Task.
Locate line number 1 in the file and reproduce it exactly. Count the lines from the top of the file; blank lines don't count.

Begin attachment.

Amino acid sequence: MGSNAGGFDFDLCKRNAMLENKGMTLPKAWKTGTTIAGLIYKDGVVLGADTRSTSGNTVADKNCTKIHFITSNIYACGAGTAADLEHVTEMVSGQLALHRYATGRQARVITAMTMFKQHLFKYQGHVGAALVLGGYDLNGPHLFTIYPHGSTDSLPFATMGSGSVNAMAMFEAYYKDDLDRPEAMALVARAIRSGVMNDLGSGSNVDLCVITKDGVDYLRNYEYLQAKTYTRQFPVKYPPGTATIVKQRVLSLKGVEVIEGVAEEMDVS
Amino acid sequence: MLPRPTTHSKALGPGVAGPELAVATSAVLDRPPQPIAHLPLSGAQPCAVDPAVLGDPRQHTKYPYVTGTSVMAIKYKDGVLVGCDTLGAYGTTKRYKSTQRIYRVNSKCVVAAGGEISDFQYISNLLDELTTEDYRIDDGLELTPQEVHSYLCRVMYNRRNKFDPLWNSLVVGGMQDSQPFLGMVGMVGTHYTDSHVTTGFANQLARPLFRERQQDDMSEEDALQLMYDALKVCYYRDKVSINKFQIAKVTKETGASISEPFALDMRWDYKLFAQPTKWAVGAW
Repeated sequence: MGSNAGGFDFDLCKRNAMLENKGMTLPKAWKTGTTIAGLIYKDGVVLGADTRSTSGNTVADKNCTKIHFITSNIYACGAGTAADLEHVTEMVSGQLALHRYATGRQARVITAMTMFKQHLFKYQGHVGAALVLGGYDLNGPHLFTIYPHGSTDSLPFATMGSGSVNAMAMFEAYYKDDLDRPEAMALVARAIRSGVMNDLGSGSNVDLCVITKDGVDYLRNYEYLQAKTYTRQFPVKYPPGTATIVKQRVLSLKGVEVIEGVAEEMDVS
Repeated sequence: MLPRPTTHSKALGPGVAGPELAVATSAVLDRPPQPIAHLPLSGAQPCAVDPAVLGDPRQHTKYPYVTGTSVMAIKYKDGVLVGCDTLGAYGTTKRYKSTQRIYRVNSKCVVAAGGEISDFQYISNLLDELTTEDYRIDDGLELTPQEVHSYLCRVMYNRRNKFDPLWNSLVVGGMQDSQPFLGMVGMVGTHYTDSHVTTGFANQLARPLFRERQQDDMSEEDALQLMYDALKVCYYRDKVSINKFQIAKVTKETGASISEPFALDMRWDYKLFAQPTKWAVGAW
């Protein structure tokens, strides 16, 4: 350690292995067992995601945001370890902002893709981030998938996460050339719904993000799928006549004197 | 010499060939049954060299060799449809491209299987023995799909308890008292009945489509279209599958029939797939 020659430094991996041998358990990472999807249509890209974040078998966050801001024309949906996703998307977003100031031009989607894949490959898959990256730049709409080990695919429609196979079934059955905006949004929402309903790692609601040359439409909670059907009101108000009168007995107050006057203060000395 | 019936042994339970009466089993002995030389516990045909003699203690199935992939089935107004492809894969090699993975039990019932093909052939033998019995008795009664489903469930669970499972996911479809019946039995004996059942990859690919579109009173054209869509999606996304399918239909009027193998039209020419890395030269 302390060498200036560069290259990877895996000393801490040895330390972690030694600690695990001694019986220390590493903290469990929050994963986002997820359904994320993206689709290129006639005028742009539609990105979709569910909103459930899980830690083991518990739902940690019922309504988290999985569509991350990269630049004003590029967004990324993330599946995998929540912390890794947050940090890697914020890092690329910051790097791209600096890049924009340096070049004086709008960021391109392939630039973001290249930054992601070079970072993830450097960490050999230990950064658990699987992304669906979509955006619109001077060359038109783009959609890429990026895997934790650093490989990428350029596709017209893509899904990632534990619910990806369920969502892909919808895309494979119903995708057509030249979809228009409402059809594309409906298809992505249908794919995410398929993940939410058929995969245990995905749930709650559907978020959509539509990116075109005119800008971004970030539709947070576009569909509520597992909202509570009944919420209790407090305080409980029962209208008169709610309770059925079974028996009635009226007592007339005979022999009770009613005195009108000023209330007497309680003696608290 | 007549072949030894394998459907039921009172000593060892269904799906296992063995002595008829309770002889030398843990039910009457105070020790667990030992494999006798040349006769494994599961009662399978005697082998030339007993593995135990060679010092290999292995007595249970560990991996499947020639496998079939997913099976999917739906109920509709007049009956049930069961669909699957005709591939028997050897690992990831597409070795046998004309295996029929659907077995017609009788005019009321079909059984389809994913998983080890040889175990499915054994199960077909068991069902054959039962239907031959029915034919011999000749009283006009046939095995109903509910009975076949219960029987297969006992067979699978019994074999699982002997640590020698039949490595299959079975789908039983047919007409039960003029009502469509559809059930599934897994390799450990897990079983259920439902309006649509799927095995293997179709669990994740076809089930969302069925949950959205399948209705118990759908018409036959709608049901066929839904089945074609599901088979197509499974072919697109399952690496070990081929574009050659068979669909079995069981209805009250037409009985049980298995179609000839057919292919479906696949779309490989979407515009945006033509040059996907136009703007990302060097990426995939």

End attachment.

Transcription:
Amino acid sequence: MGSNAGGFDFDLCKRNAMLENKGMTLPKAWKTGTTIAGLIYKDGVVLGADTRSTSGNTVADKNCTKIHFITSNIYACGAGTAADLEHVTEMVSGQLALHRYATGRQARVITAMTMFKQHLFKYQGHVGAALVLGGYDLNGPHLFTIYPHGSTDSLPFATMGSGSVNAMAMFEAYYKDDLDRPEAMALVARAIRSGVMNDLGSGSNVDLCVITKDGVDYLRNYEYLQAKTYTRQFPVKYPPGTATIVKQRVLSLKGVEVIEGVAEEMDVS